To save on fuel costs, many districts in Connecticut have joined fuel-buying consortiums. Fred Hurley, the Newtown district’s director of public works, locked in diesel at $3.07 a gallon in March with the Capitol Region Purchasing Council.
In New York and New Jersey, districts often save money by buying fuel under a state bid. But many private bus companies provide their own fuel and have contracts that allow them to impose surcharges when fuel prices rise. Some districts are hoping to gain control of costs by curtailing such contracts and expanding their own fleets.
Ms. Reitano, the transportation supervisor in Monroe, N.J., fuels her 64 in-house buses, eight of which she added this year, with diesel bought under a state contract. About 75 percent of her fleet is district-owned, she said. “We can run our own buses for less money,” she said.
The Middle Country district is seeking savings through alternative fuels. It added one compressed-natural-gas-powered bus to its 120-bus fleet this year, and won bond approval last May for 18 more, Ms. Gerold, the superintendent, said.
IN Piscataway, N.J., where transportation costs are up about 4.5 percent from last year, the district bought 22 new buses this year to supplement 107 buses run by private companies with fuel-included contracts, said Brian DeLucia, business administrator for the Piscataway Township Schools. The district also signed on to the state’s fuel-purchasing contract. “We’re projecting a solid $200,000 — a nice little chunk of change — in savings this year,” he said.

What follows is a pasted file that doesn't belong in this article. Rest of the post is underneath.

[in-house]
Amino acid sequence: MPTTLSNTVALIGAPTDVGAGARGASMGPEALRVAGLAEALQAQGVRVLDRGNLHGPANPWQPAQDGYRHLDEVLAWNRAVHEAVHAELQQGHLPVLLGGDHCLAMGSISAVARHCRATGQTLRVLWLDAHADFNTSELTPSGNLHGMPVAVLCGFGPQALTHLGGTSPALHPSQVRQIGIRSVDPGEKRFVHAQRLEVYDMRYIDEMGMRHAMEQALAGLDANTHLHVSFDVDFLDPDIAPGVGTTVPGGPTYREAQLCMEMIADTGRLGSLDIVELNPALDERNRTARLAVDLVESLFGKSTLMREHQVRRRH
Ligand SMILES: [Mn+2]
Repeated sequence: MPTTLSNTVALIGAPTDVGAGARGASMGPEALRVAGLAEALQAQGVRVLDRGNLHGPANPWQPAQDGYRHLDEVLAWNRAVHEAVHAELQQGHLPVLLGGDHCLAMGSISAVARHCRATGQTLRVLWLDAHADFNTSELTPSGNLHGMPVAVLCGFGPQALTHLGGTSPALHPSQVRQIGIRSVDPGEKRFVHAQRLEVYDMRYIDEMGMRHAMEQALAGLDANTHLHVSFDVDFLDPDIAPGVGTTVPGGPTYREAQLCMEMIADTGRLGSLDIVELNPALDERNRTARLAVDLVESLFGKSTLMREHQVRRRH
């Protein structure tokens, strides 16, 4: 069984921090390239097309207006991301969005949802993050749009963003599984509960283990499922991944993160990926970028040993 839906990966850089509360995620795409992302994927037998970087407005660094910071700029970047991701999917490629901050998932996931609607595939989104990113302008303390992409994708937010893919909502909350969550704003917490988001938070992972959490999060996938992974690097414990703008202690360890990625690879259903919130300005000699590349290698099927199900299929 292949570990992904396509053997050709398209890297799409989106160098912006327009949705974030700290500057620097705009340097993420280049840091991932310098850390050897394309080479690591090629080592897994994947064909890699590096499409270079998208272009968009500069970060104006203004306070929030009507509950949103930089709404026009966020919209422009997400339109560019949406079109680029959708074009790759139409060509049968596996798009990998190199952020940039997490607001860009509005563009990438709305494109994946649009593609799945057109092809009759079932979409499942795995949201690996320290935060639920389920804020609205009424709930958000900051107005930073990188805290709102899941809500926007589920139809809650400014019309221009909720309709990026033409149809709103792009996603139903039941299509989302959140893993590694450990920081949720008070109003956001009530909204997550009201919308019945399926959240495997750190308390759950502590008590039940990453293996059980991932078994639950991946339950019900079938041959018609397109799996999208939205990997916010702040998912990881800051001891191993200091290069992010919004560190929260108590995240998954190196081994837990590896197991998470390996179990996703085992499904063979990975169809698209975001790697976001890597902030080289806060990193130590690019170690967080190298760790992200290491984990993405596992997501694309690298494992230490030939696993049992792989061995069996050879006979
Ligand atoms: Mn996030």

For some districts, particularly those in the middle of multiyear agreements, such arrangements may simply postpone the pain. Brad A. Cohen, vice president of B and B Transportation in Bethany, Conn., said that some of his school contracts last year left him covering diesel increases, even as his costs for tires, parts and repairs increased.
In the future, B and B will put fuel clauses in every contract to pass on costs to districts, said Mr. Cohen, whose 75 buses serve three public school districts, Woodbridge, Bethany and Amity, and seven private schools.
Some districts are already getting a preview of the higher costs: In Milford, Conn., the price for busing of private school students tutored out-of-district went up 20 to 30 percent, said Phillip Russell, deputy superintendent of operations. And when Yonkers recently put out a bid for vans to be used during the school day, “the bids came back about 80 percent higher than the previous year we’d bid them out,” said Jerrilynne Fierstein, the district’s communications director. “We decided not to get them.”
Federal relief may be coming. Senator Charles E. Schumer of New York plans to introduce bills this month calling for the Energy Department to award emergency grants to low-income districts and to expand tax credits to make hybrid school buses more affordable. Whether districts will invest in hybrids, which can cost $100,000 more than diesel buses, is far from certain.
“I don’t think in this climate you’re going to see districts going out and replacing buses that they don’t immediately need to replace,” said Lisa P. Davis, executive director of the Westchester-Putnam School Boards Association. “You’re going to find districts looking at ways to improve efficiency within what they’re already doing.”